Two drive shaft ends, machined down to fit into the bearings and sprockets.
Turning steel seemed like really hard work by comparison to my recent jobs machining plastic. However after the first one I was back in the "zone" and the second one was much easier. Two done and six more to make. But I'll just do the next two, prove the theory, and if it works I'll start on the second lift. I expect by the time I've finished this project I'll be wondering why I made such a big deal about such a simple bit of machining, but right now I feel like making a song and dance about it because they are the first metal components I've made on a lathe in a very, very long time, and the first I've made on my own lathe.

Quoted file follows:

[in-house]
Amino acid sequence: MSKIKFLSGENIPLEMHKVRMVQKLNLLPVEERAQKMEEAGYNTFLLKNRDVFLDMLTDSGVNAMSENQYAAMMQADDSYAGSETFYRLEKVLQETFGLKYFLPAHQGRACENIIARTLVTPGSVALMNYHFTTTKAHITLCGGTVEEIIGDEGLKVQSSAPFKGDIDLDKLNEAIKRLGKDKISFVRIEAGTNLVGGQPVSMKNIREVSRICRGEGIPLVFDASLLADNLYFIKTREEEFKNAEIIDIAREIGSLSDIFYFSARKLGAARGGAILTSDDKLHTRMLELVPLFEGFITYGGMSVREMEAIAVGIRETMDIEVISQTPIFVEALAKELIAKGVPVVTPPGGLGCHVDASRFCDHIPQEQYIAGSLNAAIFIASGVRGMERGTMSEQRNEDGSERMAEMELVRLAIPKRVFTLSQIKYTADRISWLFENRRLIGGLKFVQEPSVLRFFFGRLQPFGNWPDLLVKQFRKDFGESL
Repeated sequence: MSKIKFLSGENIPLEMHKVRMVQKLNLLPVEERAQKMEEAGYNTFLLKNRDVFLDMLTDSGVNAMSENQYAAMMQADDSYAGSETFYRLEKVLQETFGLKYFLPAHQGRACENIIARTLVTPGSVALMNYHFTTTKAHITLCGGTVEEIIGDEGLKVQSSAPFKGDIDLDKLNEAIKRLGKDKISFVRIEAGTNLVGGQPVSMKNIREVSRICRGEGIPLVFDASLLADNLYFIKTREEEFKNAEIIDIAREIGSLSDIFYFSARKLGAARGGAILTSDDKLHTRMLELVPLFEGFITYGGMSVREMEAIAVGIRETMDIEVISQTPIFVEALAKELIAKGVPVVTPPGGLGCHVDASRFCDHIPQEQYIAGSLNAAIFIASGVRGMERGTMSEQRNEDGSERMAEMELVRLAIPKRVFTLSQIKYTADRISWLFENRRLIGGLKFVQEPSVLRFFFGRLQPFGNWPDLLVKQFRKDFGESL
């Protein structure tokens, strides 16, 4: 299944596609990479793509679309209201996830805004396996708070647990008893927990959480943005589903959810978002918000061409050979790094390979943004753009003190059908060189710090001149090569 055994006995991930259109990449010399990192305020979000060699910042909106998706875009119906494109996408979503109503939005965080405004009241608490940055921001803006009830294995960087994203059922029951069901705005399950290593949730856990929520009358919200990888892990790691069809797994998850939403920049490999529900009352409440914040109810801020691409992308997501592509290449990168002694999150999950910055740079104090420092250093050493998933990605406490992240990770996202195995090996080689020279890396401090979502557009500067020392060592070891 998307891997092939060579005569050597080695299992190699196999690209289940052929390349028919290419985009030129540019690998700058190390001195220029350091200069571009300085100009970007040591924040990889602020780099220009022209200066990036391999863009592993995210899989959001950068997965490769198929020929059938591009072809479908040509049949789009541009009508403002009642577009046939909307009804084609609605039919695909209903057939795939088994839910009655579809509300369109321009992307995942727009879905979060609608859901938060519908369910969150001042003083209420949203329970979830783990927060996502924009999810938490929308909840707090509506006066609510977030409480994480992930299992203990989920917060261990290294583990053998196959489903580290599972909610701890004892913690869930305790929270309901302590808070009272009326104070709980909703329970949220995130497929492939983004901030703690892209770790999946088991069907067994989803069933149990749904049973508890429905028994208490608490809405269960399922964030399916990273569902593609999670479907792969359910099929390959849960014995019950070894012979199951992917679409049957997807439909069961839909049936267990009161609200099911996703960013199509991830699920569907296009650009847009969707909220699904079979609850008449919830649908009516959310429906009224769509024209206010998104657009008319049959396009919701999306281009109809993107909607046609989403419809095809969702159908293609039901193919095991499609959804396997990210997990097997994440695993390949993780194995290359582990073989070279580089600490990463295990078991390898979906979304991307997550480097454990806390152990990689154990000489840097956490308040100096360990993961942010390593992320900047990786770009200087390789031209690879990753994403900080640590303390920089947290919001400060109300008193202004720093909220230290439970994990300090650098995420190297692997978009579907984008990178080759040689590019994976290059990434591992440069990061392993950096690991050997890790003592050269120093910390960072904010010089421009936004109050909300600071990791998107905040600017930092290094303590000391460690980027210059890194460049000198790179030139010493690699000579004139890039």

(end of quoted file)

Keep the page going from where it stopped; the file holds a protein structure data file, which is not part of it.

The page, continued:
On Friday I went to the model engineer exhibition and picked up a few bargains. Best buy of the day was a cordless electric screwdriver and matching jigsaw, got the pair of them for £3! So I have two electric motors for £1.50 each. If I can sell the rechargeable batteries, that came with them on ebay for £3... I'll have got the motors for free. Hopefully both motors will have enough "poke" to power the lifts... Watch this space.
Now I have to
calculate guess the amount of thermal expansion I need to press fit the sprocket wheels to the above drive shafts. Although I keep thinking for the sake of future maintenance I should probably fit the sprockets with grub-screws.